Following the Empire novels are the Foundation novels, which chronicle the fall of the Empire.
Read more ›
Was this review helpful to you? Yes No Sending feedback...
Thank you for your feedback. If this review is inappropriate, please let us know.
Sorry, we failed to record your vote. Please try again.
Format: Mass Market Paperback
Having read all of Asimov's early works, it's fair to say that this is the best of the crop of the Empire novels, and is better than all the Robot novels as well. It's not quite up to the Foundation stories, hence the rating of 4 stars.
The plot is interesting, and has aged well. There is not very much that makes you snicker in the light of current scientific knowledge. He has a lot of characters for a 200 page book, but it is never confusing; they are individuals and it's easy to keep them separated in your mind. The story draws you in and keeps you interested from beginning to end.
Asimov had the tendency to throw too many cliffhangers/revelations that didn't go anywhere in his early novels (as compared to, say, Nightfall), and it feels like he's cheaply manipulating the reader. This book, while containing some of these events, are far more logical and less contrived than in the other Empire and Robot novels. This makes it a far more enjoyable read.
It is a shame that these books are out of print. I think the fact that 14 people have written reviews of this book points to the fact that there is still a following for Asimov out there, and maybe the publishers should print another edition of these early books, even in a single volume (as each Empire book is only 200 pages or so).
Was this review helpful to you? Yes No Sending feedback...
Thank you for your feedback. If this review is inappropriate, please let us know.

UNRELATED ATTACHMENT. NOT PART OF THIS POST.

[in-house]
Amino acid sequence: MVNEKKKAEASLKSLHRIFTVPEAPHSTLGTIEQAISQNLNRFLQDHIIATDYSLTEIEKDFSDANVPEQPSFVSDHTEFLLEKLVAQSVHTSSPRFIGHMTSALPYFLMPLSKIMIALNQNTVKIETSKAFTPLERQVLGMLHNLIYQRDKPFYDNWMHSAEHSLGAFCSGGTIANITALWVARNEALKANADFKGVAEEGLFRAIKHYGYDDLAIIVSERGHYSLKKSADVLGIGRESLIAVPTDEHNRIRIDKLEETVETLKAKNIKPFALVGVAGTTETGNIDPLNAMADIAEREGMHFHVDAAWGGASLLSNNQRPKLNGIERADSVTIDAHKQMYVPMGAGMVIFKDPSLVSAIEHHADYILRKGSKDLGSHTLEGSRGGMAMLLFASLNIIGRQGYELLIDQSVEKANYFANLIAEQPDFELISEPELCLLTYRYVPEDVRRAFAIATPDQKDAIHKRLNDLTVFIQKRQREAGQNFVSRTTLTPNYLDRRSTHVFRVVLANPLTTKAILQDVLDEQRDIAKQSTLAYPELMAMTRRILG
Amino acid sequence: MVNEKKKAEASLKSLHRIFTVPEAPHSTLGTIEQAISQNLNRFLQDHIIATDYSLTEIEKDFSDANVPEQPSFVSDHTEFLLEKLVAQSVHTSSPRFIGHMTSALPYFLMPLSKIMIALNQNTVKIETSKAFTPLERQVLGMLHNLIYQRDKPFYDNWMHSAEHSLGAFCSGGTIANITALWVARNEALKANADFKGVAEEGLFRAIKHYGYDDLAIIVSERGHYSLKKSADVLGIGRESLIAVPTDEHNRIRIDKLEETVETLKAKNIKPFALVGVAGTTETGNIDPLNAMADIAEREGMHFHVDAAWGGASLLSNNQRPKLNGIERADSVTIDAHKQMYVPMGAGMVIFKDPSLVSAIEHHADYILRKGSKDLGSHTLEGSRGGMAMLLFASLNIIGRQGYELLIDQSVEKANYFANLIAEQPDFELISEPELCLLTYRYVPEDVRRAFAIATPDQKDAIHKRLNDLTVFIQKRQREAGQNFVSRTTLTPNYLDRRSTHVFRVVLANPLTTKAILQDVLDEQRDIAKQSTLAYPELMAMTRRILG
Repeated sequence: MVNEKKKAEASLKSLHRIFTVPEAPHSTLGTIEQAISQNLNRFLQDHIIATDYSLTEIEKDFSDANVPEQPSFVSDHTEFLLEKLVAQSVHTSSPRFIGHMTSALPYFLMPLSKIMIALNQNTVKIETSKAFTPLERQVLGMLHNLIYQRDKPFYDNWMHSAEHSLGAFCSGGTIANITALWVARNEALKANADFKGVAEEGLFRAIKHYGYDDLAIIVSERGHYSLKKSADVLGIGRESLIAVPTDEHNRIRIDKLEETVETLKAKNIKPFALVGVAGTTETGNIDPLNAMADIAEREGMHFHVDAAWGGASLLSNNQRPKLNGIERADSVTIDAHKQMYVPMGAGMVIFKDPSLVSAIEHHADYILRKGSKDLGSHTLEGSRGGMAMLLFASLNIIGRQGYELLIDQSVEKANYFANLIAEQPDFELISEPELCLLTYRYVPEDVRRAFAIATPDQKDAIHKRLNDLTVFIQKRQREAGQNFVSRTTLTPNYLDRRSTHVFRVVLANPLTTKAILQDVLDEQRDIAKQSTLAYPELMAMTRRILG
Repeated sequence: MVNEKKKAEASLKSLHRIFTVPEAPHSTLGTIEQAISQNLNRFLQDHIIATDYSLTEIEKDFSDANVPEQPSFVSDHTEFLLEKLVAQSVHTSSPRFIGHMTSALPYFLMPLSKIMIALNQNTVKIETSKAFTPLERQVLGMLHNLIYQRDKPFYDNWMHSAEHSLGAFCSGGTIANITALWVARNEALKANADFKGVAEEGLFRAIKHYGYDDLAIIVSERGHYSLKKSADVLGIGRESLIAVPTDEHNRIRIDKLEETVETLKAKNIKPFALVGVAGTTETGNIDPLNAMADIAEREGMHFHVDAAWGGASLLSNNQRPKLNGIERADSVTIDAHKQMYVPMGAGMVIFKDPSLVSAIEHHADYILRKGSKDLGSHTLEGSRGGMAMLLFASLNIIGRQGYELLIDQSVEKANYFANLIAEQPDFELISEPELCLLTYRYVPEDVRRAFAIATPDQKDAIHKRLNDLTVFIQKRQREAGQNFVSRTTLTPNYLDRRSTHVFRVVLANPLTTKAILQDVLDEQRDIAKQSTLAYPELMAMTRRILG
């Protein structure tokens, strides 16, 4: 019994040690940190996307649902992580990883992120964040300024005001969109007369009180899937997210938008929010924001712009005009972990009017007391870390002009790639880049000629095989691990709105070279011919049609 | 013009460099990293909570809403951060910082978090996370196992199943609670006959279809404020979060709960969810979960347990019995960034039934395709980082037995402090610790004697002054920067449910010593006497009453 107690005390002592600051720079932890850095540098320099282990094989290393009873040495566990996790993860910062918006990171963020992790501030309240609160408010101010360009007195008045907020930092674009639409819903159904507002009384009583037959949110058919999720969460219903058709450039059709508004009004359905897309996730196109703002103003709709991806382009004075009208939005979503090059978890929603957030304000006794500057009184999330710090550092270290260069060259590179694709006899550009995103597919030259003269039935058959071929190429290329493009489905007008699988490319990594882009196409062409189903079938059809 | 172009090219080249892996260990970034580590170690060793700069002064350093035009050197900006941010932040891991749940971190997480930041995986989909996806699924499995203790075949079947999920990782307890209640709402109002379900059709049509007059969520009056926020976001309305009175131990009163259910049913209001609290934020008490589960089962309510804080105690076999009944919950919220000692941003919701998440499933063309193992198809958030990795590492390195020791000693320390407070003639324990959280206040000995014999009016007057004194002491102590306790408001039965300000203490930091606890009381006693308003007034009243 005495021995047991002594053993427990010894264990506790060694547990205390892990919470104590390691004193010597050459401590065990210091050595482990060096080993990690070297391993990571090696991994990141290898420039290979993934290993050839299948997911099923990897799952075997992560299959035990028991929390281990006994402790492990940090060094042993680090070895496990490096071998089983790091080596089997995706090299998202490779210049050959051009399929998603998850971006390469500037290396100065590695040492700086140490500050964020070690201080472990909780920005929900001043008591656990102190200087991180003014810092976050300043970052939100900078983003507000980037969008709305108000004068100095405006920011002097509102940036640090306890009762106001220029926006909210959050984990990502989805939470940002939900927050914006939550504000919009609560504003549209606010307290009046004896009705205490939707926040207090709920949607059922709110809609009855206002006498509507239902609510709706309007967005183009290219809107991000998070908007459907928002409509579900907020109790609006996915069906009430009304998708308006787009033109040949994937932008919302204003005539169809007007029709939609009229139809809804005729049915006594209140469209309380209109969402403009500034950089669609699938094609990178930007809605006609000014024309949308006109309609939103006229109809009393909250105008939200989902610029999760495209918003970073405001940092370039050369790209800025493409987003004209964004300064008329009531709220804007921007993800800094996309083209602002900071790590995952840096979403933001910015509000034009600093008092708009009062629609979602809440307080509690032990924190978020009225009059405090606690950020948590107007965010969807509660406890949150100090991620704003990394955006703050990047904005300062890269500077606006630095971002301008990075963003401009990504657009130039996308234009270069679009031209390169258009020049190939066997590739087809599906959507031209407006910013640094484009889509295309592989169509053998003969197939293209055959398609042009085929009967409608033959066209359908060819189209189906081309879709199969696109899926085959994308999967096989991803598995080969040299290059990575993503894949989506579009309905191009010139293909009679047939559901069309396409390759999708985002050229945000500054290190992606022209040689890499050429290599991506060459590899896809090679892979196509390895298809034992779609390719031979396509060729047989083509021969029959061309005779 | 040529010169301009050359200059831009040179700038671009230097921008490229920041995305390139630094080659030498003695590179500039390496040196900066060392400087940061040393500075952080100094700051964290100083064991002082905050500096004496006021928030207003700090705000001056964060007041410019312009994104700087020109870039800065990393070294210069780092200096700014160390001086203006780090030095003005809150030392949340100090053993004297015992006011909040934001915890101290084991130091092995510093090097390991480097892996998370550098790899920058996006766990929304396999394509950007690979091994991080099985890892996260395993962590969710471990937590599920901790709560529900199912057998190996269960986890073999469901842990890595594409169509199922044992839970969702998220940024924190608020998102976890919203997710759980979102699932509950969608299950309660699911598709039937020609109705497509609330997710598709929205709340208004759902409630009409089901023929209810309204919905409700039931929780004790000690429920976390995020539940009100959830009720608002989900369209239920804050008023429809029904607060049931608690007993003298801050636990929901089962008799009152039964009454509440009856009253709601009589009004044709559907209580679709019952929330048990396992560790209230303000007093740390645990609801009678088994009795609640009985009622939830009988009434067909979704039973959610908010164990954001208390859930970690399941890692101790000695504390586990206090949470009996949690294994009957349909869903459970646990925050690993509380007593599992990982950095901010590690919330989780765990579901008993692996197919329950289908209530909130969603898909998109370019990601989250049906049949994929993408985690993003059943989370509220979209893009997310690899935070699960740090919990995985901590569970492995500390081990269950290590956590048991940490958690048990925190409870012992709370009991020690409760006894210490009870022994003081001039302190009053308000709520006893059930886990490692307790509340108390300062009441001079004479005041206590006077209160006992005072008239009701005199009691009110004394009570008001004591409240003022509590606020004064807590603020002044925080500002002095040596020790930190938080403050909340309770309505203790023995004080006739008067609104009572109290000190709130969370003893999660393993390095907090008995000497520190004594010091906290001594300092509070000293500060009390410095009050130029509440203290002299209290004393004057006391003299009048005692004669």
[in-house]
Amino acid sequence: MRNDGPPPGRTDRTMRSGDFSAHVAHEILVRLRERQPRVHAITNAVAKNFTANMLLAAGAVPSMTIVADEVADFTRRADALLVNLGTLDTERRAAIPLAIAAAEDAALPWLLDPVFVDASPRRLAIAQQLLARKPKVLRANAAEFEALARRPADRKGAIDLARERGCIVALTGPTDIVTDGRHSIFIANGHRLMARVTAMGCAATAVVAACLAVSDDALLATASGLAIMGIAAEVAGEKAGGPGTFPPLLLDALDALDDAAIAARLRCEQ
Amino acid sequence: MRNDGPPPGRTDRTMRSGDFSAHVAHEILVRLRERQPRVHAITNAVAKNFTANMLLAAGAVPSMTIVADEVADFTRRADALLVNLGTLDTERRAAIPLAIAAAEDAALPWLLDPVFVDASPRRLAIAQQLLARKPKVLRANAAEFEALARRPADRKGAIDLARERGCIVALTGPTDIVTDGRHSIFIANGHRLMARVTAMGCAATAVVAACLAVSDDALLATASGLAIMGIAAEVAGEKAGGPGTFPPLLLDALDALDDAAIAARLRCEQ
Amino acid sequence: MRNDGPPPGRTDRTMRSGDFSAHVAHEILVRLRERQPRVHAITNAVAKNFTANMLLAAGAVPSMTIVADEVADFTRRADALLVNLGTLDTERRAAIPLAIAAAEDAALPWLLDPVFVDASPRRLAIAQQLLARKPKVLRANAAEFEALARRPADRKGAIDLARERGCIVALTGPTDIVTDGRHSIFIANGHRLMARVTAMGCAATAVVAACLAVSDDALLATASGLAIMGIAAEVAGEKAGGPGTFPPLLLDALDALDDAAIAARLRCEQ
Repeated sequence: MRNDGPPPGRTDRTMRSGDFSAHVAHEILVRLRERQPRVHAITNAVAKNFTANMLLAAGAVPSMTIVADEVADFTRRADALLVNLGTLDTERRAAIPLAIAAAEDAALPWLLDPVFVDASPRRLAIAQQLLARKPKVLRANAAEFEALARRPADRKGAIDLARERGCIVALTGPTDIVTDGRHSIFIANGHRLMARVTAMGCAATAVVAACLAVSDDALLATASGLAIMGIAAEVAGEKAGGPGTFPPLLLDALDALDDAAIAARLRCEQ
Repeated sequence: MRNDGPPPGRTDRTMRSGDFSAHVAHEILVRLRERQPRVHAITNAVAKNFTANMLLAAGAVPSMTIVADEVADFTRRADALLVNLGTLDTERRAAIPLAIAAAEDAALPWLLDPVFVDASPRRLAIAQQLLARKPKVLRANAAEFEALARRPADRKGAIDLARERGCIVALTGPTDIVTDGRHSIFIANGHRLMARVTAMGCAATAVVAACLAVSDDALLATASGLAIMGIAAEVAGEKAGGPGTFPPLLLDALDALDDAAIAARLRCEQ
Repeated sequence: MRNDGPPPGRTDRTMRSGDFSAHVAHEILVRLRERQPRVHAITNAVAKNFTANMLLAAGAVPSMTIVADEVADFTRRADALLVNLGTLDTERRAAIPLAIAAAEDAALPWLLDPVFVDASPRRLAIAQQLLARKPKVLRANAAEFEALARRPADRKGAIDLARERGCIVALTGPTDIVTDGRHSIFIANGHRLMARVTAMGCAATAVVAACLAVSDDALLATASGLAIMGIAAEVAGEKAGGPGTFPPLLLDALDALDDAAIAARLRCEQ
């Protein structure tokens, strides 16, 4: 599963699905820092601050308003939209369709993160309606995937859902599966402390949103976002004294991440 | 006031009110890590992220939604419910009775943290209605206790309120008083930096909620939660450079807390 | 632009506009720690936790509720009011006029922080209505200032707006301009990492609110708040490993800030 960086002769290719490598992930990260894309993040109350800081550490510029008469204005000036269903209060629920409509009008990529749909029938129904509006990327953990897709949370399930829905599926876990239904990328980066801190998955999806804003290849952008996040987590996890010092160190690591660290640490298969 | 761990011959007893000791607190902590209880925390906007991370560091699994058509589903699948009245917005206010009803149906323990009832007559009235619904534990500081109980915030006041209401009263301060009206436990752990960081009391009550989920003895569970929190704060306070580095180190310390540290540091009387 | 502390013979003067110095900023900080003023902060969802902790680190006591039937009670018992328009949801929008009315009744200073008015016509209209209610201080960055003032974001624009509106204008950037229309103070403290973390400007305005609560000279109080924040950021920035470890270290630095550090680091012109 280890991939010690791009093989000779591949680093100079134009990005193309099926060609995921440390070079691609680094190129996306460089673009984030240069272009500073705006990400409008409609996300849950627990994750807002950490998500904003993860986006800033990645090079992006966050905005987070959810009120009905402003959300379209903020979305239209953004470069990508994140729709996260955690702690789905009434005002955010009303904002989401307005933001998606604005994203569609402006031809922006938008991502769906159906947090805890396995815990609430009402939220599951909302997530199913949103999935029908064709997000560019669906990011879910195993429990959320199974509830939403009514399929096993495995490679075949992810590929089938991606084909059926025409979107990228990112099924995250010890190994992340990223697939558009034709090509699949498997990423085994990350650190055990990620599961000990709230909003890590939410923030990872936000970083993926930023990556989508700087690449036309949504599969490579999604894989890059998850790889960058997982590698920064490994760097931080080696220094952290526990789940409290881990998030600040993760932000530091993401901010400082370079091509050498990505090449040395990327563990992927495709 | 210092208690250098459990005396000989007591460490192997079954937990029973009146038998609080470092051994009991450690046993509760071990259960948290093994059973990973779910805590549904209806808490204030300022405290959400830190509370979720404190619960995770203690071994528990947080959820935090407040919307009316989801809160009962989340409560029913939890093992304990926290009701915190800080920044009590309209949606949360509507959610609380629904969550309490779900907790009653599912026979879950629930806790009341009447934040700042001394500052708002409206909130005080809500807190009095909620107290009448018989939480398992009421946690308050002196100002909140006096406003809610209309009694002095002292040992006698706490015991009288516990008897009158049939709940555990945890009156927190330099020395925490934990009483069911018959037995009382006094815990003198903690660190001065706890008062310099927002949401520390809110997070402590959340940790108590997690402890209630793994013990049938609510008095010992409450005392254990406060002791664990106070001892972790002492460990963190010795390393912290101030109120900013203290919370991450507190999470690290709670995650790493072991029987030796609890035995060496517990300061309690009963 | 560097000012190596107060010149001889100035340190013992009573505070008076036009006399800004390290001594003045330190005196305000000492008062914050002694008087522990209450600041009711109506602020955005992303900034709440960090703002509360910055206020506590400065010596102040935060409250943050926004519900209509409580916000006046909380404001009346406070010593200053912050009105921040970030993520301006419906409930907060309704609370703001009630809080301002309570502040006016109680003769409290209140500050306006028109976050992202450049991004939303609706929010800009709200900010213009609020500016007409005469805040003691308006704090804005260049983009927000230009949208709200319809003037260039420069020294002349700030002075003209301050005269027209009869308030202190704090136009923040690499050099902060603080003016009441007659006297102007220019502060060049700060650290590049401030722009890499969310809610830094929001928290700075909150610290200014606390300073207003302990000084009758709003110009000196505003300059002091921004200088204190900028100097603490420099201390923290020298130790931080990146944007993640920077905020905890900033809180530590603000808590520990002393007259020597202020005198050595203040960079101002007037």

Sorry, we failed to record your vote. Please try again.
Format: Mass Market Paperback
One day, on an agricultural colony planet run by a empire as harsh as the Roman Empire in biblical times, a local functionary finds a man whose mind has been destroyed in one of his town's fields. A peasant woman is tasked to re-raise this man from pretty much a second infancy. But now things are starting to come back, and the supervisor, although a native himself, sees the threat this poses to his masters' power. The principal crop on this world is a form of cotton that grows only this way on his planet--it's used in expensive clothing. But before his mind was "wiped", the victim was a scientist who had discovered a menace which threatened that planet. Although the story has Ludlumesque head games by people in power, its strong point is in the human factor in the form of the victim, his female protector, as well as his former boss who's concerned about what became of him. That's why I say Wouk. But this is a sci fi book, right? Well, don't let that scare you off. It's a hell of a story in a middlin' size book--you don't get the two in a single package all that often.
Was this review helpful to you? Yes No Sending feedback...
Thank you for your feedback. If this review is inappropriate, please let us know.
Sorry, we failed to record your vote. Please try again.

Most recent customer reviews


Look for similar items by category


Feedback